“THE current issue of feminism in the church has provoked the reexamination of the scriptural passages that deal with the relationship of the man and the woman. A proper understanding of Genesis 3:16 is crucial to this reconsideration of the Biblical view of the woman.” Susan Foh, The Westminster Theological Journal 37 (1974/75) 376-83

Reexamination. Reconsidering. Prior to Foh’s concerns with evangelical feminism, Genesis 3:16 was never interpreted to mean a woman would have a desire against her husband to manipulate or rule over him. It makes no sense that God would speak something to Adam and Eve at the Fall that the Church would not understand until the problem of modern evangelical feminism, almost like the curse was non-existent for women before we suddenly came to understand the real problem during 2nd wave feminism.  That is, frankly, ludicrous.  I’ve written a long article here about why I think Foh was wrong in her interpretation of Genesis 3:16 and how it has harmed women in the Church.

According to CBMW’s history page, Foh went on to have a crucial founding role in CBMW, and her new interpretation fit nicely with their agenda. The thing is that she didn’t need to reinterpret Genesis 3:16 to support Paul’s writings as constraining the Church for today. She found a convenient way to pin the issue of evangelical feminism on a woman’s rebellious heart but at the expense of the perspicuity of Scripture and a historic understanding of the passage.

I’m deeply disturbed and have been for some time with conservatives employing liberal methods of coming up with new interpretations to fit a modern cultural issue. This has been brought to light again with current debate on the Eternal Subordination of the Son. This doctrine too was not on the radar of 20th or 21st century theologians until Bruce Ware and Wayne Grudem, also both founders of the Council of Biblical Manhood and Womanhood, brought attention to it in … you guessed it … response to evangelical feminism. I’m not sure exactly when Ware and Grudem began to focus on Eternal Subordination of the Son. Grudem wrote about it in his Systematic Theology in the mid 90’s, While there seemed to be theologians talking about this doctrine in history, Ware and Grudem are the first (that I can find) who highlight it in conjunction with gender roles in the Church.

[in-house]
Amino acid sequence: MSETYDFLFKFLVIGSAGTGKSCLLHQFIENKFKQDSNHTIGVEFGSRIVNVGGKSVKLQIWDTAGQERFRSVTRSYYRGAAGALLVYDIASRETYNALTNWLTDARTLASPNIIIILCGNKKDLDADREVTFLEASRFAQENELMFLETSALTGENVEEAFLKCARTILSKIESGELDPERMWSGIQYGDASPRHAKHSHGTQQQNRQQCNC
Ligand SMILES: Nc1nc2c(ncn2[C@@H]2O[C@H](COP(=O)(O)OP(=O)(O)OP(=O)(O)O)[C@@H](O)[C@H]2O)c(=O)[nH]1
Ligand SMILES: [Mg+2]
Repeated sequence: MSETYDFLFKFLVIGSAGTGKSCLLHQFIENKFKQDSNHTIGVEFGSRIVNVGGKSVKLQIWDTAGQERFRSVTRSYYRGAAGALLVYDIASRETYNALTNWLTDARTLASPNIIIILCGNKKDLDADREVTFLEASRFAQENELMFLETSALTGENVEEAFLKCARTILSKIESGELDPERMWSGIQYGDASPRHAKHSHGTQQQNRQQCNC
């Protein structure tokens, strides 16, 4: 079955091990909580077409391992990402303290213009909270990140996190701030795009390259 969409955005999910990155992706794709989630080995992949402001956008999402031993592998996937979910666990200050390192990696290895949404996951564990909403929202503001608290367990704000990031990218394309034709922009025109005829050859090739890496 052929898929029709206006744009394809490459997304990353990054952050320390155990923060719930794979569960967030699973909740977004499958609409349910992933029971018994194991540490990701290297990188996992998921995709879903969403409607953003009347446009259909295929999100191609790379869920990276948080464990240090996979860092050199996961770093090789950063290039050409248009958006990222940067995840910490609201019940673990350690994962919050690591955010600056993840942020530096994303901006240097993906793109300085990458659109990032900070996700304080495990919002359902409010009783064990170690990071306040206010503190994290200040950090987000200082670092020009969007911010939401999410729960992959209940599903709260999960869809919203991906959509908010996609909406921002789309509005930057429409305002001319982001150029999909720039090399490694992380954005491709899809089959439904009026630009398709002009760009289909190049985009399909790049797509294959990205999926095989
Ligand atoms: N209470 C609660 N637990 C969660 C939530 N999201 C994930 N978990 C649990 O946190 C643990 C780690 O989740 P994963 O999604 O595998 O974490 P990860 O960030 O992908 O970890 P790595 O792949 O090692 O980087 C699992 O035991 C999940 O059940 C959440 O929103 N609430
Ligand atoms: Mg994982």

Ware and Grudem seem the first to popularize this doctrine linked to gender (as early as Grudem’s 1994 Systematic Theology). And, again, their discussion of this doctrine is a RESPONSE to evangelical feminism.

Ware, like Grudem a past President of the Council on Biblical Manhood & Womanhood, has contributed numerous journal articles and book chapters to scholarly complementarianism. His book on the Trinity entitled Father, Son, and Holy Spirit (Crossway, 2005) shows the necessary linkage between authority-submission relationships in the Godhead and authority-submission relationships in the church.

Grudem and Ware have unapologetically set gender relationships as the frame for their handling of ESS. In the book, One God in Three Persons: Unity of Essence, Distinction of Persons, Implications for Life (co-edited by Ware with essays by both Ware and Grudem), Grudem introduces the topic with the essay: “Doctrinal Deviations in Evangelical-Feminist Arguments about the Trinity.” In Grudem’s book Evangelical Feminism and Biblical Truth (2004), his first chapter in response to evangelical feminism teaches that the “equality and differences between men and women reflect the equality and differences in the Trinity.” Ware, Grudem, and the Council of Biblical Manhood and Womanhood on which they sit fundamentally link their understanding of ESS and Trinitarian relationships to gender.

In conclusion, the nomenclature issue isn’t really an issue in my opinion. But it does help to understand why so many more people resonate with the idea of complementary genders than with the specifics of complementarian application that the Council of Biblical Manhood and Womanhood supports. But the reinterpretations of Scripture, in my opinion, are a massive issue. They reframe the spectrum of debate on women’s issues in the Church from liberal and conservative to liberal and another kind of liberal. We can’t play lose and fast with Scripture to fit our agenda. Liberals can’t. But conservatives can’t either.  This is clearly the case with the reinterpretation of Genesis 3:16, and I’m concerned it may also be the case with linking ESS to gender (and not just marriage) as well.

I don’t know what this means for the future, but I will say these things again and again here on this blog because I think the clarity of Scripture is a precious thing and the old doctrines are still worth fighting for. “There is nothing new under the sun,” the author of Proverbs wisely instructs us. And we don’t have to manipulate Scripture when we think we are facing some new issue in our culture. The Church for the most part has been there and done that. And the Bible is sufficient at each recurrence of old problems.  We could have had the same reclamation of orthodox doctrine around gender in our denominations without the doctrinal/hermeneutical gymnastics some have used to make their point.